Furthermore, the commission wanted to make ships that were quick and cheaper to construct (Klaus and Karl, 1992). The US version was referred to as EC2-S-C1 (where EC stands for Emergency Cargo, 2 for a ship measuring about 140 m long, S for Steam engine, and ‘C1’ for the C1 design). This new design of ships had welding replace riveting and was adopted as the Merchant Marine Act design (Jaffee, 2004).            By 1941, the Defense Aid Supplemental Appropriations Act had the number of lend-lease ships increase to 200. By April the same year, the number again increased to 306, with about 117 of the ships being liberty ships. As compared to ships that were built much earlier, the liberty ships were constructed by welding together sections instead of riveting. The welding together sections of the ships reduced the labor costs.

Since welded ships had not earlier been built, a new work force had to be trained on how to do the welding. As the World War II began, more women enlisted in the armed forces. These women got employed in shipyards to replace men who went to the war. The first fleet of liberty ships was launched on 27th September 1941. One of the ships was referred to as SS Patrick Henry, and it was launched by President Franklin D. Roosevelt. It is the Presidents’ Roosevelt statement that the new class of ships would give liberty to Europe during the launch that led to the adoption of the name “Liberty Ships” (Sawyer and Mitchell, 1970).

           On average, it took about 42 days to build a single ship.  The building of Robert E. Peary took about 4 days making it the liberty ship that was built within the shortest time frame during that time. By 1943, about three new liberty ships were built each day.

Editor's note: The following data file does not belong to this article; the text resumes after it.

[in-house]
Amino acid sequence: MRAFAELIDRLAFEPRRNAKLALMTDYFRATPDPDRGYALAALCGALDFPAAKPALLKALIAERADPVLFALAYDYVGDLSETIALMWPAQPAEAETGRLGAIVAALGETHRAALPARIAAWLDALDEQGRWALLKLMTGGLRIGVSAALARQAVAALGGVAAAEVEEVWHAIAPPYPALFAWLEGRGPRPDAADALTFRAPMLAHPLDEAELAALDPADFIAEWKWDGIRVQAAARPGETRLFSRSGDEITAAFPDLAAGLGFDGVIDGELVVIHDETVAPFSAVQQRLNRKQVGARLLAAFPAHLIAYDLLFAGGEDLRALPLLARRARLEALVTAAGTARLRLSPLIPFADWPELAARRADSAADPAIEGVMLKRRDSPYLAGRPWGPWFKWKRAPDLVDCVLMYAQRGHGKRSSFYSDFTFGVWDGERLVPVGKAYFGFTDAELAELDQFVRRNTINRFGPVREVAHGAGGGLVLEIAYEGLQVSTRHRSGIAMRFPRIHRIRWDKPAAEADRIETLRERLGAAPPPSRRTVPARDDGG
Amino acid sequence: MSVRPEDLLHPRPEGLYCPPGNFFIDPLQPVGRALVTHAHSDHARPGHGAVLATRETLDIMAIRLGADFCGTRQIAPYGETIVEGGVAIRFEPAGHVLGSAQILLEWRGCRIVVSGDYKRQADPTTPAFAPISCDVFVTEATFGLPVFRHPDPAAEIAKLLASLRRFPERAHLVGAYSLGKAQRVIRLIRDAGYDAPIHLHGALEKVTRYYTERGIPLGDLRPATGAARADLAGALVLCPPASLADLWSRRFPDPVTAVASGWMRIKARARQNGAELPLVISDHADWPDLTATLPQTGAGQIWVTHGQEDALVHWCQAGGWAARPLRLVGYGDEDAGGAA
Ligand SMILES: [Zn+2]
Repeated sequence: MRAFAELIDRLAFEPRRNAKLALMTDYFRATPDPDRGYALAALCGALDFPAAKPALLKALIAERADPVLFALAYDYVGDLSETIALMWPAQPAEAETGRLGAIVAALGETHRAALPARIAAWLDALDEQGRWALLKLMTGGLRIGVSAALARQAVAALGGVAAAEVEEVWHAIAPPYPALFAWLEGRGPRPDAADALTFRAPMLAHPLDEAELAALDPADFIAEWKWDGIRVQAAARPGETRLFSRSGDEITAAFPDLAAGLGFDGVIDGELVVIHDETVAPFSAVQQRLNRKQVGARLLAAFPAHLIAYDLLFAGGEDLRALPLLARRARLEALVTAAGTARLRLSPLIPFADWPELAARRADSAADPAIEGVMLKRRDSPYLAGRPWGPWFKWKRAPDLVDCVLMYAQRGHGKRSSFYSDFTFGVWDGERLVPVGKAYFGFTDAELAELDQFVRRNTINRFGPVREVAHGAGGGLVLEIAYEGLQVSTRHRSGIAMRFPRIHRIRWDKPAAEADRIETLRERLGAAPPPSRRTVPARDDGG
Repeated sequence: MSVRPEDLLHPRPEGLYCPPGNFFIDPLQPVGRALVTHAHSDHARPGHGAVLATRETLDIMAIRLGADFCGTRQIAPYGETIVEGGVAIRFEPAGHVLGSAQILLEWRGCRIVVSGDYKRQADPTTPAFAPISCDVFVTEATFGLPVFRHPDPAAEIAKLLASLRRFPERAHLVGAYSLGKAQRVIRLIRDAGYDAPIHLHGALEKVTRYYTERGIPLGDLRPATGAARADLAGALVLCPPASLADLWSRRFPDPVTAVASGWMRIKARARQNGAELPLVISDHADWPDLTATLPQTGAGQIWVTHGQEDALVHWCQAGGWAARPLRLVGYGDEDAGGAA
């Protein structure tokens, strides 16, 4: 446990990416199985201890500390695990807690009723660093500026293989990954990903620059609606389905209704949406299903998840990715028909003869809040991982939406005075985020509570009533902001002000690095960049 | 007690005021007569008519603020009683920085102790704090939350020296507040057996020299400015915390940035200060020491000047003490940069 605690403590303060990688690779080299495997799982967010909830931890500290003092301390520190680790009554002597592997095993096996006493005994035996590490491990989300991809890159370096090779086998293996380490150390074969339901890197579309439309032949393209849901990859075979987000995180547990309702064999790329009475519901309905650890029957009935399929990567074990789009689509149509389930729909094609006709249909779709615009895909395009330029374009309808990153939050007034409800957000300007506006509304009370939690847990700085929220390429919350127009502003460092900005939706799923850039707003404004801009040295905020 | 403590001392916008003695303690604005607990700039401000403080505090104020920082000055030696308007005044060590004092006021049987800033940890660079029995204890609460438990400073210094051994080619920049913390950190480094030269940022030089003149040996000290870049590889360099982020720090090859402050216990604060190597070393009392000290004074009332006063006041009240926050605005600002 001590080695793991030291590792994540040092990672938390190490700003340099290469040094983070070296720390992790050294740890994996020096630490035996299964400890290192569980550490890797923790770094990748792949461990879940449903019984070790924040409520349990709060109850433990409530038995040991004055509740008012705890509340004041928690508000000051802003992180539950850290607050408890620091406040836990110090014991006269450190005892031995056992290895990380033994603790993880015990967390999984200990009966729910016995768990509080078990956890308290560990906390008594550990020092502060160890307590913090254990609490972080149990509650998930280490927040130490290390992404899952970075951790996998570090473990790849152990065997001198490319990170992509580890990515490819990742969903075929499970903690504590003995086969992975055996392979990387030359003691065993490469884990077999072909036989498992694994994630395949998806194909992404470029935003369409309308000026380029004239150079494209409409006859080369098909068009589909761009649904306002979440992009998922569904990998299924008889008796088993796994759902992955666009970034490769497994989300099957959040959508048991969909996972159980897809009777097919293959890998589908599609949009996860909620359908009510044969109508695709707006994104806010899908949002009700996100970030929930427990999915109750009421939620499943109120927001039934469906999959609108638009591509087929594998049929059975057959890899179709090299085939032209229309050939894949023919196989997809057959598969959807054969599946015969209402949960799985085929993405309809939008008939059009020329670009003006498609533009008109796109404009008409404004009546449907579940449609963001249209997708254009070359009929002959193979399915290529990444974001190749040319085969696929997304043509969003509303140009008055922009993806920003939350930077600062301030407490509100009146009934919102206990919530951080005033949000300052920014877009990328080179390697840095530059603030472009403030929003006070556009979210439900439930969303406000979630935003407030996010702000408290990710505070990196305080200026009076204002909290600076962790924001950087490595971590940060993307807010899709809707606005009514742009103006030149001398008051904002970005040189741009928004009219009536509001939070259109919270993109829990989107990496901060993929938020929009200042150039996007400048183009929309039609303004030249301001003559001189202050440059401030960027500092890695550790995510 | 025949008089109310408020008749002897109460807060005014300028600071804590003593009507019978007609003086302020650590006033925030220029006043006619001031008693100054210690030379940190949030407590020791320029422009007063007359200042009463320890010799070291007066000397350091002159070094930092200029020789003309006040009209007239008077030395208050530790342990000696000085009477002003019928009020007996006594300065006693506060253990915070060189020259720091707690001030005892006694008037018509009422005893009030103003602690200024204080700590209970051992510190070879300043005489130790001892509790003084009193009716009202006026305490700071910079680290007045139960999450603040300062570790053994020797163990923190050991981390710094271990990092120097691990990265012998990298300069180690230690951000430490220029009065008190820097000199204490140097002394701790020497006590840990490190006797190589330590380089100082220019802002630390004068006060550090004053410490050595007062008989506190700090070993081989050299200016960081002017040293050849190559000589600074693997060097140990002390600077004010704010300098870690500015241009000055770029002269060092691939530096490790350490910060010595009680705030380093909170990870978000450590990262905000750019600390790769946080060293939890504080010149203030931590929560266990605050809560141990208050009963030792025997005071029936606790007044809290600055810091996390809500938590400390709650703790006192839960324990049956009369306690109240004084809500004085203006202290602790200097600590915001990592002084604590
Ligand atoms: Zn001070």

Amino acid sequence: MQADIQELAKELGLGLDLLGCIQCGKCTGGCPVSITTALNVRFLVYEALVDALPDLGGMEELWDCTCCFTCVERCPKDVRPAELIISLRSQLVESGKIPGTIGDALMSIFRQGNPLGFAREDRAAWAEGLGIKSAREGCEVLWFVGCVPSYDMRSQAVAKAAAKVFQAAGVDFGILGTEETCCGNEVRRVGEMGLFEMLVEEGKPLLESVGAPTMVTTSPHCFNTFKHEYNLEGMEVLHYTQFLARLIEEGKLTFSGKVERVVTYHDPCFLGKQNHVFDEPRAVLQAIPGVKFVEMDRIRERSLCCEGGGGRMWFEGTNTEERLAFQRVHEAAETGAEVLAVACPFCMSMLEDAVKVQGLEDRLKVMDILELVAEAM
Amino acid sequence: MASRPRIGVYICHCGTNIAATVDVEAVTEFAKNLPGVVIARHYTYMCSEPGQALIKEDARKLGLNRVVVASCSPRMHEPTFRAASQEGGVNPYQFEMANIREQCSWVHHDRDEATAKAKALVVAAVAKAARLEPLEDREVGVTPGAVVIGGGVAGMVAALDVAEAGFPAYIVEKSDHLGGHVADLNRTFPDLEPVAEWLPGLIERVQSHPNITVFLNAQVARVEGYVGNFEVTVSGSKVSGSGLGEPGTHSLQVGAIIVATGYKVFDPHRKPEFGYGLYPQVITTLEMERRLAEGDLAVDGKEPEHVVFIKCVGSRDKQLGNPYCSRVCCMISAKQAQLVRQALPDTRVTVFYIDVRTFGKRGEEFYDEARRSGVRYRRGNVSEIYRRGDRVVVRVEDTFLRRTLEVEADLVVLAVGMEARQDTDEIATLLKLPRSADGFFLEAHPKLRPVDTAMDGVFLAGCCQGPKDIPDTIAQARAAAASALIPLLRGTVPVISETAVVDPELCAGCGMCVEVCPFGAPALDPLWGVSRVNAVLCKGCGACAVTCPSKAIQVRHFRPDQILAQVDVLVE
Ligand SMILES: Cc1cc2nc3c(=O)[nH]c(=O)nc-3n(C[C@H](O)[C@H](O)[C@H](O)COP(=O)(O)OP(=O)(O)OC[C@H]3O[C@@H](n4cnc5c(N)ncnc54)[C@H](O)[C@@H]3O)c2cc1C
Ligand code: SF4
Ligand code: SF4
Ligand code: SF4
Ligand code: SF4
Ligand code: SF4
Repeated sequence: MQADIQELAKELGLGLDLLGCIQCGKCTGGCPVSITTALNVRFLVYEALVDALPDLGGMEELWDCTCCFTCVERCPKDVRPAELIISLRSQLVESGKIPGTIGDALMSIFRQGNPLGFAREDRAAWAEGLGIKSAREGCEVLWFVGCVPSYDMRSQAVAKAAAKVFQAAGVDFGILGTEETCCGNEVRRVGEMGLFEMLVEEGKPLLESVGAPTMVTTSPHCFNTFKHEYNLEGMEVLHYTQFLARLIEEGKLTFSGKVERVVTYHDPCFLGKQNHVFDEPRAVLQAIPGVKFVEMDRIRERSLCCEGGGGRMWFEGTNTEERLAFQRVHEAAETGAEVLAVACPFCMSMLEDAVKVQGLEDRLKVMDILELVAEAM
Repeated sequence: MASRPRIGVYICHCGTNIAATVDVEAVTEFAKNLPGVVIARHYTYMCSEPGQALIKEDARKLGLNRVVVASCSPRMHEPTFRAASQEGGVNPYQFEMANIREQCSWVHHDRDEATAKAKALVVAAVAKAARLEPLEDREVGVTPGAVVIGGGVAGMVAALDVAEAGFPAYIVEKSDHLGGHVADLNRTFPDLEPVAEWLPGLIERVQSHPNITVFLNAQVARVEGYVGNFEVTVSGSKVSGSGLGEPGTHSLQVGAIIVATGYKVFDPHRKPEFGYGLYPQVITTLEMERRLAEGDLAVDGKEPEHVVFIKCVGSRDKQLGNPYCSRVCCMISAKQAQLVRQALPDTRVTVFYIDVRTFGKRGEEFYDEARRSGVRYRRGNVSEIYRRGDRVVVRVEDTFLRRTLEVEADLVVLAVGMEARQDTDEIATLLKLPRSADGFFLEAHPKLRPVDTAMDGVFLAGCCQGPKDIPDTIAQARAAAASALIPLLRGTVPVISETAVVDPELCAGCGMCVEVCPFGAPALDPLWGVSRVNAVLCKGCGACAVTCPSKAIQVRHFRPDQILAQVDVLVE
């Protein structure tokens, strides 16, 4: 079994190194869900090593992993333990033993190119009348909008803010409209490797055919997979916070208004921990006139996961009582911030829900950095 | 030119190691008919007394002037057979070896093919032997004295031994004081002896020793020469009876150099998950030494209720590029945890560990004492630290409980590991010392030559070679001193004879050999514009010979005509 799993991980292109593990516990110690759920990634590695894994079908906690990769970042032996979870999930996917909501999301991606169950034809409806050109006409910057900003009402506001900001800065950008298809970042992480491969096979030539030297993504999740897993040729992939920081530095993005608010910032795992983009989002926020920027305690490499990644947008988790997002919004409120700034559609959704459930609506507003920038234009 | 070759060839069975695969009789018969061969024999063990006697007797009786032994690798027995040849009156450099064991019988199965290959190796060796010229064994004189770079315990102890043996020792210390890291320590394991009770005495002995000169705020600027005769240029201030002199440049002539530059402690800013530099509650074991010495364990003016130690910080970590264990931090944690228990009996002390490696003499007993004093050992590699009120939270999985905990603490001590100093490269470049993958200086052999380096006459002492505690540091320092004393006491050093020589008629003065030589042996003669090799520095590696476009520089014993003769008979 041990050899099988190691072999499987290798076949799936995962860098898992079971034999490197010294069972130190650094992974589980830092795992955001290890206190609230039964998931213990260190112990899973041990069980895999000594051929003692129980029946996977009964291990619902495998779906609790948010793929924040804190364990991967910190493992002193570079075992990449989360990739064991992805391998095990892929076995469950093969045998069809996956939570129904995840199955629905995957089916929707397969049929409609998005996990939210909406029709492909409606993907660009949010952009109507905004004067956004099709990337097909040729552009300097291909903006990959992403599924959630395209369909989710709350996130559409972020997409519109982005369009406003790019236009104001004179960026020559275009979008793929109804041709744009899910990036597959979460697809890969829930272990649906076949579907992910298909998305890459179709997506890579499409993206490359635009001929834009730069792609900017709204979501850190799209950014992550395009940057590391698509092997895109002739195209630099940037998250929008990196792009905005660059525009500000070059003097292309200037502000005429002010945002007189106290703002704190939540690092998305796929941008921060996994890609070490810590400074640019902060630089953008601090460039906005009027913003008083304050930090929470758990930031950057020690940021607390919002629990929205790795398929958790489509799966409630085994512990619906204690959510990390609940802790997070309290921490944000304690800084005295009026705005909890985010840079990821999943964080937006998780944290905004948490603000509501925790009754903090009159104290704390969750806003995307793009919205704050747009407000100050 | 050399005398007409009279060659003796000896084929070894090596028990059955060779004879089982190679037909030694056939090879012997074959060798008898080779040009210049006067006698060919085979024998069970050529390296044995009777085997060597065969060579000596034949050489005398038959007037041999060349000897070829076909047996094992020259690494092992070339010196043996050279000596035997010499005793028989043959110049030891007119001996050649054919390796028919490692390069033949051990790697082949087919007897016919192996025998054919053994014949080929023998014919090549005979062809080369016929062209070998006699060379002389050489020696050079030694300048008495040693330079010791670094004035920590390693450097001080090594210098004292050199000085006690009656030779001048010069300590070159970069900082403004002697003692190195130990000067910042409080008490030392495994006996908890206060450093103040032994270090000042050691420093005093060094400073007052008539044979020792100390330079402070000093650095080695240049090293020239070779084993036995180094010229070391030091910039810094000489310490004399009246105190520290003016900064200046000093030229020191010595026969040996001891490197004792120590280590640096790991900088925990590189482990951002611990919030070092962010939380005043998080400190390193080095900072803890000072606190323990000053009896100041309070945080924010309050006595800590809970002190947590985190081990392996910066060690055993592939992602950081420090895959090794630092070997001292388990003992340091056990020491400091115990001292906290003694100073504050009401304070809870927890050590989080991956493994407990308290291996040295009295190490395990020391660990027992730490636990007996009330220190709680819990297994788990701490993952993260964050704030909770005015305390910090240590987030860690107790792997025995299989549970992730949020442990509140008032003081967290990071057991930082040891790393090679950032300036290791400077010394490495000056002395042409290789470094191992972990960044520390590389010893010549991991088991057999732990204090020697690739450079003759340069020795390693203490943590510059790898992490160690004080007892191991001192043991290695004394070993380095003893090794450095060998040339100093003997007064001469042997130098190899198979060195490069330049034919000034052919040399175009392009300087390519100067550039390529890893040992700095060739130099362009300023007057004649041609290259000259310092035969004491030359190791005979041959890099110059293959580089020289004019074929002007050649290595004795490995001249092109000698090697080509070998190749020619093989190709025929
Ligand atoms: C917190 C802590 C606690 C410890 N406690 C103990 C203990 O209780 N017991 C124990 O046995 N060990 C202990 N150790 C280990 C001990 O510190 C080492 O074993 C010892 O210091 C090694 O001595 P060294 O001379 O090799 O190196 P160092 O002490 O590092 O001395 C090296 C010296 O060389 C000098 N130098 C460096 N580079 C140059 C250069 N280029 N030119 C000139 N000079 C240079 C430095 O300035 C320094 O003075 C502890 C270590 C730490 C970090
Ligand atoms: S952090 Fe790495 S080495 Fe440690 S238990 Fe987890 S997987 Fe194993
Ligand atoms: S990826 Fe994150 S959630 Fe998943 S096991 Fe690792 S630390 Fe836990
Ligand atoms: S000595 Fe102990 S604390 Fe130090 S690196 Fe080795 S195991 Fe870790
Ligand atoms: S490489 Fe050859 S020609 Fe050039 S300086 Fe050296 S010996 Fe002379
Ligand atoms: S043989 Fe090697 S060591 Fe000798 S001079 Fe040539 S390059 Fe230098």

The first American ship to sink a German-made surface combatant was a liberty ship referred to as SS Stephen Hopkins. This ship sank a German Stier during a ship-to-ship gun battle which took place in 1942 (Fulbrook, 1991).Another Liberty ship, SS Richard Montgomery was destroyed during the war, leaving behind a wreck of the ship with about 1,500tons of explosives aboard. A well known instance is the port Chicago disaster whereby about 320 sailors and civilians were killed as one of the Liberty ships(SS E.A Bryan) was being loaded with 2,000 tons of TNT in July 1944.The ship detonated to cause the death of the sailors and the civilians (Jacob,1995).The SS Albert M.

Boe was the last Liberty ship to be built, and it was launched on 26 September 1945.The ship was named in honor of the United States Army Freighter chief engineer.Boe was being recognized for his courageous act, where he had after a 1945 explosion remained below decks so as to shut down the engine. This even won him a Merchant Marine Distinguished Service Medal.    The Construction of Liberty Ships            An American Industrialist, Henry J.

Kaiser is acknowledged for his role in the construction of liberty ships. It was him who speeded up liberty ships production by introducing welding rather than the riveting that was initially done in constructing the ships. Kaiser applied revolutionary prefabrication techniques in building the liberty ships. After being built in America, liberty ships were sent to other nations such as the Great Britain and the Soviet Union (Gutfield, 2002). An estimated 250 liberty ships that were built were sent to Soviet Union and Britain under the Lend-Lease program. The US during the World War II required to defend itself and to fight the Axis Forces. This made it necessary for the US to build a high number of liberty ships to use and also to send to other nations that were involved in the war.